A self-driving truck company Embark is already delivering freight from California to Arizona on Interstate 10. There is a driver in the cab, but he is not driving. The aim is to eliminate him – something that could happen within “less than half a decade.”, says Alex Rodrigues, the 24-year-old CEO of Embark.

The benefits, Rodrigues says, could include freight costs cut in half — and, if self-driving vehicles are successful, a great reduction in road accidents, mostly caused by human error. But the image of a driverless vehicle also starkly illustrates the concerns about job loss that accompany discussions about AI.

Impact on Human Jobs

“I believe about 50 percent of jobs will be somewhat or extremely threatened by AI in the next 15 years or so,” says Kai-Fu Lee, who has written a book called AI Superpowers.

As computers learn to drive, to do accountancy, to scan legal papers, to pack grocery bins and a myriad of other tasks — both blue-collar and white-collar there will be an impact on jobs. In the Age of AI explains how AI is a form of automation, and how over the last four decades, automation has killed more jobs than have been lost to plants going offshore. The fear now is that AI could greatly accelerate that trend.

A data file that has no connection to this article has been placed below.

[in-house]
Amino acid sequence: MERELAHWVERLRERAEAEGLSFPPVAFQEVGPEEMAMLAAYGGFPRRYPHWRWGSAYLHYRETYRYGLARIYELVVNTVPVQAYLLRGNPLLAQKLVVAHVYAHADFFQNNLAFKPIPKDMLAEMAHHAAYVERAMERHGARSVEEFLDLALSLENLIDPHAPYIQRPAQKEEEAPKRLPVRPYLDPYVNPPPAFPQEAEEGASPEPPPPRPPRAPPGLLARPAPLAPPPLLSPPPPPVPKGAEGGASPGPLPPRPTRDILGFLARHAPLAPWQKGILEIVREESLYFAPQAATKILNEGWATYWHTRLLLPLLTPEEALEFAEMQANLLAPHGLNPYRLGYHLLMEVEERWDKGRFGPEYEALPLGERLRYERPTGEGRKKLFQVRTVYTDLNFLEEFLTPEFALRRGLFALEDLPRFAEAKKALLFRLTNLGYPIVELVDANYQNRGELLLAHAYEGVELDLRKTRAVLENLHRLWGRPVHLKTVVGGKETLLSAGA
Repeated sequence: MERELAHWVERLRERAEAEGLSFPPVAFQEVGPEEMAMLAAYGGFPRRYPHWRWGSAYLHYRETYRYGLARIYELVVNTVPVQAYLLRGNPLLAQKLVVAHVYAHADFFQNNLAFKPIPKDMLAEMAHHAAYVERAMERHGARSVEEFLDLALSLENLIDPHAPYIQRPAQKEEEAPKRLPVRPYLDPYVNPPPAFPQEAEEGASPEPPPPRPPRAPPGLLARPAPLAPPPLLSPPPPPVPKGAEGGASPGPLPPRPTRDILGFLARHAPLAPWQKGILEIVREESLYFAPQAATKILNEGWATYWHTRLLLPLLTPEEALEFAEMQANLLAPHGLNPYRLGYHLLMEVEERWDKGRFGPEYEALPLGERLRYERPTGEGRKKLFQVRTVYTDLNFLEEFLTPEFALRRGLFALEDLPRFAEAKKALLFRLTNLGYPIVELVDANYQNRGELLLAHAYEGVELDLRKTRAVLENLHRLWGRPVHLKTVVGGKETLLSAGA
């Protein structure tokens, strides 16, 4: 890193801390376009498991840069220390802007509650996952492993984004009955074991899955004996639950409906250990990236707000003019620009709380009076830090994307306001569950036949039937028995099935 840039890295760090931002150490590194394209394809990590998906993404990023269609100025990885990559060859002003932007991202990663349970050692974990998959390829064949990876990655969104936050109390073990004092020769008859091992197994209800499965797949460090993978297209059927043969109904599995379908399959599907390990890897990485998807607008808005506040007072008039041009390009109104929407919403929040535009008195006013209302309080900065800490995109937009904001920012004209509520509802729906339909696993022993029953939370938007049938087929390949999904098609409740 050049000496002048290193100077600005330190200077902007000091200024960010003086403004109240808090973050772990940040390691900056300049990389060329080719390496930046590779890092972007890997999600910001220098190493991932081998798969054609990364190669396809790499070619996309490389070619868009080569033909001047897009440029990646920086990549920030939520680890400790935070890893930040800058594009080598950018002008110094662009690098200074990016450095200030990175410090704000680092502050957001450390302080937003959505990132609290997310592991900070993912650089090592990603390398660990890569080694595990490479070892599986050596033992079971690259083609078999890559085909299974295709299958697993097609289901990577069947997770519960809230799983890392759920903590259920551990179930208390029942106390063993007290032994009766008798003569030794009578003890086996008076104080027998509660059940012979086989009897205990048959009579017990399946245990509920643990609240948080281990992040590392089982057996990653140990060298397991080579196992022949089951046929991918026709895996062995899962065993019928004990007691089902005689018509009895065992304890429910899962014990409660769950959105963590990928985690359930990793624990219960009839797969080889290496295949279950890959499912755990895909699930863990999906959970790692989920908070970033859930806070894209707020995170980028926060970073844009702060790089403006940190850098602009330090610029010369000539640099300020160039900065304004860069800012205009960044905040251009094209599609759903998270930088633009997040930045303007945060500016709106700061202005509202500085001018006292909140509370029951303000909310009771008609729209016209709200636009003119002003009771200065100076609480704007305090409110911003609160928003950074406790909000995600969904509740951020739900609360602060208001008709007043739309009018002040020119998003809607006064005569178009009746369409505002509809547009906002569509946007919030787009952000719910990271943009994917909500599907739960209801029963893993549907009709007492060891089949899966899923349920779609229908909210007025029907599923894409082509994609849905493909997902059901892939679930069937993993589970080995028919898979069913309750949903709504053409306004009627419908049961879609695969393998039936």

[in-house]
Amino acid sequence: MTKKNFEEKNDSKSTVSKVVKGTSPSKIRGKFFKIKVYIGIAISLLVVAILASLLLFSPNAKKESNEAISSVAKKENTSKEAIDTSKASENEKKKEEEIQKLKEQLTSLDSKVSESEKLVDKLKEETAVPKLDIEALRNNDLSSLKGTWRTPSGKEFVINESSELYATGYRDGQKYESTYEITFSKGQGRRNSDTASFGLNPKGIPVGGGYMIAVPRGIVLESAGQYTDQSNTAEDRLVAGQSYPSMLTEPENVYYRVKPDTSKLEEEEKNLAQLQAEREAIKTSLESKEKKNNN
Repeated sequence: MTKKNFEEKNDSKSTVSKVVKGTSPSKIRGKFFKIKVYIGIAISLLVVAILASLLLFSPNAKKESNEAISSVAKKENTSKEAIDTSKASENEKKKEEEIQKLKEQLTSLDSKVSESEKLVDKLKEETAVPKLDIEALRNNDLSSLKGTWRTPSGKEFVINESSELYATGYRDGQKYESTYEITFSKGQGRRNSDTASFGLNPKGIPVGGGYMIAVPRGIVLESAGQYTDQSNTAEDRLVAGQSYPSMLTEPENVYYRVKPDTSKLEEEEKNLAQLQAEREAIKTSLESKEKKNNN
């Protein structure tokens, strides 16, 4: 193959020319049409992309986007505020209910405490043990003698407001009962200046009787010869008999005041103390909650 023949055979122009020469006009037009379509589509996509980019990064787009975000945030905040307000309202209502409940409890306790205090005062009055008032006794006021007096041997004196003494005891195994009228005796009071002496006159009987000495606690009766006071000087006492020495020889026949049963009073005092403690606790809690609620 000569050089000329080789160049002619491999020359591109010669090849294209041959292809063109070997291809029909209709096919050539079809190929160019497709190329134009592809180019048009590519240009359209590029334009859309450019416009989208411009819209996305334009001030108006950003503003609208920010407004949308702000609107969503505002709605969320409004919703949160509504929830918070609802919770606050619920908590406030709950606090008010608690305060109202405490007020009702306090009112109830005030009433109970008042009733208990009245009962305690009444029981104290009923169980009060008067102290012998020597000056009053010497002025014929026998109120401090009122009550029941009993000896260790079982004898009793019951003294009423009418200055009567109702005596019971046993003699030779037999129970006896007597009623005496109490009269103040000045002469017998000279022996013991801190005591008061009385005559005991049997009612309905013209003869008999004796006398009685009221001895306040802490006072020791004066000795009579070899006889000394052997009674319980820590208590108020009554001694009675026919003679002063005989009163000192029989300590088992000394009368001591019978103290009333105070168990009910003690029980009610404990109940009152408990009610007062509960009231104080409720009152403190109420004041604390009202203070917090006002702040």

The Promise of AI

As AI progresses, the great promise is that they—these machines alongside us can think and imagine and see things in ways that we never have before. The real practical and wonderful promise is that machines help us be more creative, and using that creativity, we get to better solutions, solutions that could come quickly and unexpectedly to urgent problems.

Put to good use, the potential benefits could be enormous: “We are overcoming the limitations of our minds. We’re not getting rid of them, we’re not making them unnecessary, but holy cow, can we leverage them and amplify them now,” MIT researcher Andrew McAfee tells FRONTLINE. “You have to be a huge pessimist not to find that profoundly good news.”

There are many aspects of the world that we can’t explain with words. But the future of AI technology, along with vast amounts of data and smarter computer solving power will impact humanity, for better or worst. Even with the best and brightest among us, we still will not have enough compute power to solve all the problems that surround us with AI. We have evolved as social creatures, and our ability to cooperate is one of the big factors in our success. I would argue that social interaction and cooperation, the kind that makes us who we are, is something our tools can augment but not replace.

About Jim Piermarini

Jim has extensive experience in the chemical industry, including ten years working in a plant and twenty additional years working with businesses to improve their supply chains.